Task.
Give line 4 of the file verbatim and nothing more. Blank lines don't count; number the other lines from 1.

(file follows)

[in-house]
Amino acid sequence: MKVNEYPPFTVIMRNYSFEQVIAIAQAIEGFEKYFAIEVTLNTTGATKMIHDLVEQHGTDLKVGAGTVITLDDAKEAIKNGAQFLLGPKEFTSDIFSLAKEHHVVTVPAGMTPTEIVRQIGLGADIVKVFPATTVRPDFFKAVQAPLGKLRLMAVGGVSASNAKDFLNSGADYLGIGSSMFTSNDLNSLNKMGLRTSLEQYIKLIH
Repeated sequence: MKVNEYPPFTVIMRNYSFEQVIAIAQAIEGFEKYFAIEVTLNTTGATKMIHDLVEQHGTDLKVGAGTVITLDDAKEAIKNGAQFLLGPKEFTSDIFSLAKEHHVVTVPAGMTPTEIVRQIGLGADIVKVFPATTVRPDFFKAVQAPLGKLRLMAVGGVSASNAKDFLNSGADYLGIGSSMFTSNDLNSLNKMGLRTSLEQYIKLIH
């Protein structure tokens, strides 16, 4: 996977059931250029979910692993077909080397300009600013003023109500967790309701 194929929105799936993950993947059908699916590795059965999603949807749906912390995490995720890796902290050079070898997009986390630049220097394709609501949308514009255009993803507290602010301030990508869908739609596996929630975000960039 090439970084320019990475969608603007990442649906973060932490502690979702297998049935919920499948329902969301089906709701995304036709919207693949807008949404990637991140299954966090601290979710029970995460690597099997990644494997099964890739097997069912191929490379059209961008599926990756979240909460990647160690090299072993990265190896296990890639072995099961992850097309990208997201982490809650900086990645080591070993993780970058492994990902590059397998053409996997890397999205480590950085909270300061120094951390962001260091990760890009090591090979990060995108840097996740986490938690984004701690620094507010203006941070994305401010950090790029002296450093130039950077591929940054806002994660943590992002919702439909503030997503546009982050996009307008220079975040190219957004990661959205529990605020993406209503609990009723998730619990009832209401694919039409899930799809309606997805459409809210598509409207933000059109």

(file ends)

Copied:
């Protein structure tokens, strides 16, 4: 996977059931250029979910692993077909080397300009600013003023109500967790309701 194929929105799936993950993947059908699916590795059965999603949807749906912390995490995720890796902290050079070898997009986390630049220097394709609501949308514009255009993803507290602010301030990508869908739609596996929630975000960039 090439970084320019990475969608603007990442649906973060932490502690979702297998049935919920499948329902969301089906709701995304036709919207693949807008949404990637991140299954966090601290979710029970995460690597099997990644494997099964890739097997069912191929490379059209961008599926990756979240909460990647160690090299072993990265190896296990890639072995099961992850097309990208997201982490809650900086990645080591070993993780970058492994990902590059397998053409996997890397999205480590950085909270300061120094951390962001260091990760890009090591090979990060995108840097996740986490938690984004701690620094507010203006941070994305401010950090790029002296450093130039950077591929940054806002994660943590992002919702439909503030997503546009982050996009307008220079975040190219957004990661959205529990605020993406209503609990009723998730619990009832209401694919039409899930799809309606997805459409809210598509409207933000059109």